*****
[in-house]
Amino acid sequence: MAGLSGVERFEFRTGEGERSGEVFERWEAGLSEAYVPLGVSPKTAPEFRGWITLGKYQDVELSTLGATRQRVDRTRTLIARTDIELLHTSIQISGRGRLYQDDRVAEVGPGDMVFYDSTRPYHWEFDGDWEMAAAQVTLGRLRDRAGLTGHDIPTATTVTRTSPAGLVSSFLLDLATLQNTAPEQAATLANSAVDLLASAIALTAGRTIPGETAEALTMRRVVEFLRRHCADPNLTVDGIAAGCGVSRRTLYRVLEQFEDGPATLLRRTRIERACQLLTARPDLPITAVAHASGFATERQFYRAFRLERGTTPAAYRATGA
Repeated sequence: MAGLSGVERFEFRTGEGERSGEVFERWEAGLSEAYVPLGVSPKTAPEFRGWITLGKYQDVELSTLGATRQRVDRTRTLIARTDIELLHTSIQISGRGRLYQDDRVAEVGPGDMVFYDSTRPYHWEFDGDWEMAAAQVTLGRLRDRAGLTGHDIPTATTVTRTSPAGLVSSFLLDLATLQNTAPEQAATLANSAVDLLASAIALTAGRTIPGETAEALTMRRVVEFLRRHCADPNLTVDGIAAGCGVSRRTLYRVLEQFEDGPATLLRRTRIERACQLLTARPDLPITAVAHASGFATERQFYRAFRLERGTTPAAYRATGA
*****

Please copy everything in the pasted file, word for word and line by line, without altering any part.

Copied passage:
[in-house]
Amino acid sequence: MAGLSGVERFEFRTGEGERSGEVFERWEAGLSEAYVPLGVSPKTAPEFRGWITLGKYQDVELSTLGATRQRVDRTRTLIARTDIELLHTSIQISGRGRLYQDDRVAEVGPGDMVFYDSTRPYHWEFDGDWEMAAAQVTLGRLRDRAGLTGHDIPTATTVTRTSPAGLVSSFLLDLATLQNTAPEQAATLANSAVDLLASAIALTAGRTIPGETAEALTMRRVVEFLRRHCADPNLTVDGIAAGCGVSRRTLYRVLEQFEDGPATLLRRTRIERACQLLTARPDLPITAVAHASGFATERQFYRAFRLERGTTPAAYRATGA
Repeated sequence: MAGLSGVERFEFRTGEGERSGEVFERWEAGLSEAYVPLGVSPKTAPEFRGWITLGKYQDVELSTLGATRQRVDRTRTLIARTDIELLHTSIQISGRGRLYQDDRVAEVGPGDMVFYDSTRPYHWEFDGDWEMAAAQVTLGRLRDRAGLTGHDIPTATTVTRTSPAGLVSSFLLDLATLQNTAPEQAATLANSAVDLLASAIALTAGRTIPGETAEALTMRRVVEFLRRHCADPNLTVDGIAAGCGVSRRTLYRVLEQFEDGPATLLRRTRIERACQLLTARPDLPITAVAHASGFATERQFYRAFRLERGTTPAAYRATGA